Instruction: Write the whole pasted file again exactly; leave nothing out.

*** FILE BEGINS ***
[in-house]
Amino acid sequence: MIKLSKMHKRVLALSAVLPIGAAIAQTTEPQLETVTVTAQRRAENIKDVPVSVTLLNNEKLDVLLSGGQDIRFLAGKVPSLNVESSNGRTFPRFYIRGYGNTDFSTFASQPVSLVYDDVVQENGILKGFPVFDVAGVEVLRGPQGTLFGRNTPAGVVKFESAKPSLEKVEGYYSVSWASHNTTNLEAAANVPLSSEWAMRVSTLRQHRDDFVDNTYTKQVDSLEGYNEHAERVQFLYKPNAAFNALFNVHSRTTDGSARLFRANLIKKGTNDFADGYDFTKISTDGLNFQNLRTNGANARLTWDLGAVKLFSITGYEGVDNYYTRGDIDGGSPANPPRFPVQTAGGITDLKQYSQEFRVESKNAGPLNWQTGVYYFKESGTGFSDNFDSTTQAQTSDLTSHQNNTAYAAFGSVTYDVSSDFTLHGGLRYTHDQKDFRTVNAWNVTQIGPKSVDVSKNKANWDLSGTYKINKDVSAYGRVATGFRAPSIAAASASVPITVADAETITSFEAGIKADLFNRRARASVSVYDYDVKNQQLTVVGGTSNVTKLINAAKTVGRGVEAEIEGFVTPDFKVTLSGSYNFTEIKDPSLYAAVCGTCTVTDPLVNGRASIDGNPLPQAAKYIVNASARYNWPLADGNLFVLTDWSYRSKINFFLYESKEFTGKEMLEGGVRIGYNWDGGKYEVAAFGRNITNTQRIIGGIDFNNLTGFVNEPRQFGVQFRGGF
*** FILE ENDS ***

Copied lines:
[in-house]
Amino acid sequence: MIKLSKMHKRVLALSAVLPIGAAIAQTTEPQLETVTVTAQRRAENIKDVPVSVTLLNNEKLDVLLSGGQDIRFLAGKVPSLNVESSNGRTFPRFYIRGYGNTDFSTFASQPVSLVYDDVVQENGILKGFPVFDVAGVEVLRGPQGTLFGRNTPAGVVKFESAKPSLEKVEGYYSVSWASHNTTNLEAAANVPLSSEWAMRVSTLRQHRDDFVDNTYTKQVDSLEGYNEHAERVQFLYKPNAAFNALFNVHSRTTDGSARLFRANLIKKGTNDFADGYDFTKISTDGLNFQNLRTNGANARLTWDLGAVKLFSITGYEGVDNYYTRGDIDGGSPANPPRFPVQTAGGITDLKQYSQEFRVESKNAGPLNWQTGVYYFKESGTGFSDNFDSTTQAQTSDLTSHQNNTAYAAFGSVTYDVSSDFTLHGGLRYTHDQKDFRTVNAWNVTQIGPKSVDVSKNKANWDLSGTYKINKDVSAYGRVATGFRAPSIAAASASVPITVADAETITSFEAGIKADLFNRRARASVSVYDYDVKNQQLTVVGGTSNVTKLINAAKTVGRGVEAEIEGFVTPDFKVTLSGSYNFTEIKDPSLYAAVCGTCTVTDPLVNGRASIDGNPLPQAAKYIVNASARYNWPLADGNLFVLTDWSYRSKINFFLYESKEFTGKEMLEGGVRIGYNWDGGKYEVAAFGRNITNTQRIIGGIDFNNLTGFVNEPRQFGVQFRGGF